An ETag is a feature of HTTP that allows for a web server to know if content has changed since the last time the browser visited the page. The client sends the ETag from the cached page in a header. If the ETag in the header matches the current ETag then the server lets the browser know that the cached is up-to-date by sending back a
304 Not Modified response.
The most natural way to build an ETag is to generate it from the HTML returned by the view, which I believe is how the default view caching works in Django. The downside of this is that the page is generated even if the client has a cached copy, and all that is saved is the cost of sending the page to the client.
Bigger wins can be had by using Django’s conditional view processing to calculate an ETag outside of the view. I haven’t seen the requirements documented, but as far as I can tell there is only a single property needed in an ETag:
- The ETag should vary with the page, i.e. when the page content changes, the ETag chages.
A simple alternative to generating an ETag from the page content is to store a version number on the model, or models, that are used to generate the page. If this version number is incremented each time the page content changes, then the version number itself can be used as the ETag.
If you want to keep a version number for a Django model, store it as an IntegerField and increment it in the model’s save method, or hook up a post_save signal handler and do it there.
Keeping a version number is easy to implement, but it has the disadvantage that you have to access the database each time the view is accessed. It would be nicer still, if the ETag could be generated without even that single DB query.
I have experimented with a simple method of doing this with Django’s caching system. My ETags are random strings stored in the cache with a key that is created from the parameters to the view. When the DB object changes, the existing ETag is replaced with a freshly generated one.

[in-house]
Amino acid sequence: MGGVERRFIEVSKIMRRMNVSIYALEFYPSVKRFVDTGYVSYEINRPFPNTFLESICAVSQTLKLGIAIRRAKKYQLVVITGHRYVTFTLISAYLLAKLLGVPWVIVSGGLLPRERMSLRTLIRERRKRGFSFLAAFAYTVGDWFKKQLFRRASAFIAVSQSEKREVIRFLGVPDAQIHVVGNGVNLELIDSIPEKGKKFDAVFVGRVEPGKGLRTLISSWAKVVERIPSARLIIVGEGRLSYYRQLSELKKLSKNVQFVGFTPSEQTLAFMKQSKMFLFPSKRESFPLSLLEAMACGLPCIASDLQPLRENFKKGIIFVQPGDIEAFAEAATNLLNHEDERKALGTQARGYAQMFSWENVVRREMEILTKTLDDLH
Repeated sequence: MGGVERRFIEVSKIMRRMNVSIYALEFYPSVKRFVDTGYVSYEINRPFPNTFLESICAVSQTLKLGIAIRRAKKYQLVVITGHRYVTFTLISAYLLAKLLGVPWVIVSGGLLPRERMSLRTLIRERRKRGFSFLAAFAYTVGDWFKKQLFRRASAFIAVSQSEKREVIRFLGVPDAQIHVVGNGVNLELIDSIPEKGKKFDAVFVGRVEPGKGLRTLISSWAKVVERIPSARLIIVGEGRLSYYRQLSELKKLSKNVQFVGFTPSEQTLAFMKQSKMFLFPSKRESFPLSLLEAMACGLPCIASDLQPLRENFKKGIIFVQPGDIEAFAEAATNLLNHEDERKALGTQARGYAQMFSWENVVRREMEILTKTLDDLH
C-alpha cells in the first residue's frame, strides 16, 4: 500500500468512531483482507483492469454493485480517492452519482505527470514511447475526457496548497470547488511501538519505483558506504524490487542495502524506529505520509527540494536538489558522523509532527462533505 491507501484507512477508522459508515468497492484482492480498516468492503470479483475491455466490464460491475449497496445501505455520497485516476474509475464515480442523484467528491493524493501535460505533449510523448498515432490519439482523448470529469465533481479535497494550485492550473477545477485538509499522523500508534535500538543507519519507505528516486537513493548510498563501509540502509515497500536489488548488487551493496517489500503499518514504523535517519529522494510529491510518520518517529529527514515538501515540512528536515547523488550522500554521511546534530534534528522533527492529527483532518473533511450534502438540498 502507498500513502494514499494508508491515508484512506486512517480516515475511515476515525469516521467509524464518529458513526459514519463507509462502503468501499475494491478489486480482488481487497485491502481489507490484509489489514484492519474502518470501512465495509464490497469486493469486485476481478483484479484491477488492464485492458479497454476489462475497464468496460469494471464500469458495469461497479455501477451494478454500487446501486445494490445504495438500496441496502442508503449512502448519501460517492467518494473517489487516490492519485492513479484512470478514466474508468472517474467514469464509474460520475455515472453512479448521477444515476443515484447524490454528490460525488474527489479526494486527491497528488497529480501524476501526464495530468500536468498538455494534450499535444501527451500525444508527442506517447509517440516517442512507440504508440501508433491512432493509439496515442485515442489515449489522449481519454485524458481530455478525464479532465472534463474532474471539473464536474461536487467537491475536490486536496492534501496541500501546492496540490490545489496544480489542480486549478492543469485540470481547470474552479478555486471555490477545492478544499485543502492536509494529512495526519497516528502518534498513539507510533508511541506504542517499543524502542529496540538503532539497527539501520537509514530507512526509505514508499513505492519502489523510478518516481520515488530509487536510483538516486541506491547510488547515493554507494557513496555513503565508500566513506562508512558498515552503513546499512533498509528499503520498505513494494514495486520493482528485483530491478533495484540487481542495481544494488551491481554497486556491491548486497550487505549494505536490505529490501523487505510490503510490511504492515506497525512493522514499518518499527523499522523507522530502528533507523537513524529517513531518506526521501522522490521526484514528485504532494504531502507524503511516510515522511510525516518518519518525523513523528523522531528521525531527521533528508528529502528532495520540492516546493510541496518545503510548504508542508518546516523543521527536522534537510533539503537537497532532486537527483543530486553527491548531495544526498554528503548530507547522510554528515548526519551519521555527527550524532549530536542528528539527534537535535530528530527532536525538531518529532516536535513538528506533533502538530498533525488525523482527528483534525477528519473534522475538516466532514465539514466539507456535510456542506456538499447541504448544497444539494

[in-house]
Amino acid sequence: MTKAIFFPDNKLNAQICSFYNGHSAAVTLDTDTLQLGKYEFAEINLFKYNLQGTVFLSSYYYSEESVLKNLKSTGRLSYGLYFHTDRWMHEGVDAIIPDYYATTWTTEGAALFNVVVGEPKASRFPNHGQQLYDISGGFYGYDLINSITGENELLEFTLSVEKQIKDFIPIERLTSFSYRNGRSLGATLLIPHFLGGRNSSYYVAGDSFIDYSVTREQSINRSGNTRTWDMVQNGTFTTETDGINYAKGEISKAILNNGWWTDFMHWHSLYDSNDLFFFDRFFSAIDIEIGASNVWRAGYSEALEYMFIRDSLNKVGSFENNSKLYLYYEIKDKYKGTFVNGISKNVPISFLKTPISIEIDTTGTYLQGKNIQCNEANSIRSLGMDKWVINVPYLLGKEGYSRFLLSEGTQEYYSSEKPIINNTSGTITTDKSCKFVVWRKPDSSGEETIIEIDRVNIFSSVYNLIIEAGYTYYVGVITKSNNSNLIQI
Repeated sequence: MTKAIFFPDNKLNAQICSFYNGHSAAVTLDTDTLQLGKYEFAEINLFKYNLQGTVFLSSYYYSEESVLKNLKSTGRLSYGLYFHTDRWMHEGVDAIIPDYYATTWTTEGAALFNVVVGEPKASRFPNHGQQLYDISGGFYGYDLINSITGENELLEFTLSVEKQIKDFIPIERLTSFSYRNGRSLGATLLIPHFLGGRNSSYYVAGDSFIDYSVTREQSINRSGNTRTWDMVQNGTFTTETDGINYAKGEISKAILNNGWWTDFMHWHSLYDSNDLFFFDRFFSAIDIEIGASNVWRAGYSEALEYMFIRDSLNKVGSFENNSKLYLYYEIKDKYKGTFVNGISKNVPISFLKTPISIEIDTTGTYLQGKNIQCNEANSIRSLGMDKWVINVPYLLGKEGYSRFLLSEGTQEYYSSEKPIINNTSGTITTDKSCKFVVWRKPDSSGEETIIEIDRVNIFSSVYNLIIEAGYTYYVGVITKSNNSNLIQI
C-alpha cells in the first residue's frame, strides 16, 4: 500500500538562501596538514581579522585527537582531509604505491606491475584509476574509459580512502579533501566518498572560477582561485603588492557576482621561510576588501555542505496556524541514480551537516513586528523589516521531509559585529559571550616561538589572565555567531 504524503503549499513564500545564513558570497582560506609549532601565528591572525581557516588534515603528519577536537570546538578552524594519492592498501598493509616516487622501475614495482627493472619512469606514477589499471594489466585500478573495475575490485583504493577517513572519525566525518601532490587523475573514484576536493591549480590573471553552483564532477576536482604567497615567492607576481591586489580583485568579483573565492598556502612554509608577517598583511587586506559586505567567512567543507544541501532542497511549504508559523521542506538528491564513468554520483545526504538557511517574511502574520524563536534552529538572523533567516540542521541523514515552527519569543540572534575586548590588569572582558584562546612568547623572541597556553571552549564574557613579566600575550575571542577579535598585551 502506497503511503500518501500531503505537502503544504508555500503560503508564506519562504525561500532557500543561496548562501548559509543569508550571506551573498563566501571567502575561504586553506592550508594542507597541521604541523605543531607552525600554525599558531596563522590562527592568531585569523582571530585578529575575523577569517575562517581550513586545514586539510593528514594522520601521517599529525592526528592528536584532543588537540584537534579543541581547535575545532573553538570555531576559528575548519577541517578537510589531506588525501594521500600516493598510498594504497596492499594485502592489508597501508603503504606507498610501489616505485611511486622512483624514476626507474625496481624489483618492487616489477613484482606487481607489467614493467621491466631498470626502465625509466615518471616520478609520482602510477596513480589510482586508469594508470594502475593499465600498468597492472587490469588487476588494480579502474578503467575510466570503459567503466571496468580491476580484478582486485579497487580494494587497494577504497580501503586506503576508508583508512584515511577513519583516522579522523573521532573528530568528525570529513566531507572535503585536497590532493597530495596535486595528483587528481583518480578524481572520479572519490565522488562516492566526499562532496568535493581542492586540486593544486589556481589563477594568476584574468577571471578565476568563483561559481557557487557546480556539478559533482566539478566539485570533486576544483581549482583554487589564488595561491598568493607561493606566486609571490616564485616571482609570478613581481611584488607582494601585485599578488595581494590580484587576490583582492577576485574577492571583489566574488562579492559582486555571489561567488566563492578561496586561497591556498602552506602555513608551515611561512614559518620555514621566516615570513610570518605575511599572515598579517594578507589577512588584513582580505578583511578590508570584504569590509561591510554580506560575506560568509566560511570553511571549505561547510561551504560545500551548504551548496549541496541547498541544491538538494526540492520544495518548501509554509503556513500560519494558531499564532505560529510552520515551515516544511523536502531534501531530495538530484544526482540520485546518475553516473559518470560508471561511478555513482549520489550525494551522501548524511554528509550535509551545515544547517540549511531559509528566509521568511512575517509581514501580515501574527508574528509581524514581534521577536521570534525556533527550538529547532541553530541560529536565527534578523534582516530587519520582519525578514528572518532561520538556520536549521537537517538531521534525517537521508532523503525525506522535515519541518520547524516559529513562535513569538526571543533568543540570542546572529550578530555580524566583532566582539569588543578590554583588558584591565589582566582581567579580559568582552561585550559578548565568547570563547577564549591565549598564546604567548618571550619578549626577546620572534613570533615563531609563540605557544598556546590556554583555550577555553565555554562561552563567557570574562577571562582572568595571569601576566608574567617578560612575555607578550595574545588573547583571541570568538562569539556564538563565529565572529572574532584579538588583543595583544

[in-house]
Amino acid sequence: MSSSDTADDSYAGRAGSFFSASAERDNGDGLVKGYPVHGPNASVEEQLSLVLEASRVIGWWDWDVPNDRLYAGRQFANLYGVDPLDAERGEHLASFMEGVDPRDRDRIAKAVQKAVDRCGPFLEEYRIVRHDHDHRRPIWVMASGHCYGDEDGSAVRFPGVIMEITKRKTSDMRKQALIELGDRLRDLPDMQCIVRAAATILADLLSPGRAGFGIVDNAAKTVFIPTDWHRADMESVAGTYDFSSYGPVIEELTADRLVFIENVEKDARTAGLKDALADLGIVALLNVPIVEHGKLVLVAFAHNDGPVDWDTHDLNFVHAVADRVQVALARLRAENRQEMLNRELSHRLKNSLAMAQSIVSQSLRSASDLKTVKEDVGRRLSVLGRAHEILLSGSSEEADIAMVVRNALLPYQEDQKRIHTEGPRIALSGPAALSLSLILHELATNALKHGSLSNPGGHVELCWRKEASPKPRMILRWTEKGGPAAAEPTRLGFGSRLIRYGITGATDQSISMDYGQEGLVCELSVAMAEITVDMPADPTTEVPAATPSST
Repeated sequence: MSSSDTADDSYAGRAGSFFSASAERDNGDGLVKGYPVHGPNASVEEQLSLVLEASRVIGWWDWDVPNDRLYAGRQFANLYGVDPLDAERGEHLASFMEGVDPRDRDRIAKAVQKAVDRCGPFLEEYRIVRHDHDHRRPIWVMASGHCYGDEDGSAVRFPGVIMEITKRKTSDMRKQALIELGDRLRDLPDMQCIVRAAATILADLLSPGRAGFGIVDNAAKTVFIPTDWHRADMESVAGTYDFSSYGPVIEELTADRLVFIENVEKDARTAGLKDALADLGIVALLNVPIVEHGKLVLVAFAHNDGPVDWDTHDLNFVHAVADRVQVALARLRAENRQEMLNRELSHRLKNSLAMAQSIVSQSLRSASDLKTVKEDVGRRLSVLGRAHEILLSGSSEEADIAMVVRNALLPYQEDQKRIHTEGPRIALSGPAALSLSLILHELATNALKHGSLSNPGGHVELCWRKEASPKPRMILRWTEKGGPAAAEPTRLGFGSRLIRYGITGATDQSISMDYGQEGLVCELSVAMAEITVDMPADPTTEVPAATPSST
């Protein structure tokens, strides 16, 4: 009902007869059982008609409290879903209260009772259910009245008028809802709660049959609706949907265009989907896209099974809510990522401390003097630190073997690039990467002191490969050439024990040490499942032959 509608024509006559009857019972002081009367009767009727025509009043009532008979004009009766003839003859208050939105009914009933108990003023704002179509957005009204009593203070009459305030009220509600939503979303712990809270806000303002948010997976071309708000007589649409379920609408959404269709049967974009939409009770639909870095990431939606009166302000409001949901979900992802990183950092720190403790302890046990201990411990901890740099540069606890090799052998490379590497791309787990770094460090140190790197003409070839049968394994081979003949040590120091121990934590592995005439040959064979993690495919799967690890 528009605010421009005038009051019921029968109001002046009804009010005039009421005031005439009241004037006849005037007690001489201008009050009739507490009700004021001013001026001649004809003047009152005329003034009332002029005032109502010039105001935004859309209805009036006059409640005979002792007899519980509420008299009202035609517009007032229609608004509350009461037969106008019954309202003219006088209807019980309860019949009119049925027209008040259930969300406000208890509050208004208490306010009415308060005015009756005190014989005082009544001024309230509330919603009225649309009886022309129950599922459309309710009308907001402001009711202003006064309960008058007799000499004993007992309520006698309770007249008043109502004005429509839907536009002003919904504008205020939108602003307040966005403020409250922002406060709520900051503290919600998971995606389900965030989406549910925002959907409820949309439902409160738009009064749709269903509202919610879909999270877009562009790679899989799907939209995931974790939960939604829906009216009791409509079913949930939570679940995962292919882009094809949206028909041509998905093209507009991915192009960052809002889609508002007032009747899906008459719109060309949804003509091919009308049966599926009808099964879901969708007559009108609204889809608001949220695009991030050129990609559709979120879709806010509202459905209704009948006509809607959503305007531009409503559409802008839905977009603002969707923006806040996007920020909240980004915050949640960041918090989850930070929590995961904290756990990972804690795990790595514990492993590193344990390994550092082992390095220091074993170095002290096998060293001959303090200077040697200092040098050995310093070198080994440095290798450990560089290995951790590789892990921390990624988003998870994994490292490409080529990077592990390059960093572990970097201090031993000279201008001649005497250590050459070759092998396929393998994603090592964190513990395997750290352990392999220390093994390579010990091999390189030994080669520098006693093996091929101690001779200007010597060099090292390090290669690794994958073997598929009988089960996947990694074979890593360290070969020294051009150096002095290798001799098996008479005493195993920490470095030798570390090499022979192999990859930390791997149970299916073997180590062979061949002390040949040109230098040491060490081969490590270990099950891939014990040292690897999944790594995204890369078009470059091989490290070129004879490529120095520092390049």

Using a random string, unconnected with the model, may seem counter-intuitive, but the contents of the ETag are unimportant as long as it varys with the page.
Here’s some example code taken from my current project.
def get_etag_key(username, desktop_slug): etag_key = "desktopetag.%s.%s" % (username, desktop_slug) return etag_key def get_etag(request, username, desktop_slug): """ Create an etag for the a given deskop. The etag itself its stored in the cache and is a random identifier. The cached etag is changed when the desktop changes, so it is always unique. """ etag_key = get_etag_key(username, desktop_slug) etag = cache.get(etag_key, None) return etag @etag(get_etag) def desktop_view(request, username, desktop_slug): # An expensive view
desktop_view is a typical Django view, decorated with the
etag decorator which simply calls the
get_etag function to pluck the ETag (if it exists) from the cache – a very fast operation, particularly if memcached is deployed.
The other part of the system is the code that is called when the DB object is changed:
etag_key = get_etag_key(username, desktop_slug) cache.set(etag_key, str(random.random()))
The above code simply generates a random float and converts it to a string, which serves as a perfectly good ETag. If you are paranoid (and every good engineer is), you could also append the current time in milliseconds to avoid the possibility of re-generating the same random number.
etag_key = get_etag_key(username, desktop_slug) cache.set(etag_key, str(random.random())+str(time.time()))
So far, it seems like a pretty good system with negligible overhead, although I haven’t yet used it in a production environment. There is a downside of course; if you are using an in-memory cache, like memcached, then your ETags will be lost when the server is power cycled – and subsequent pages will regenerated even if there is a cached copy. As always YMMV.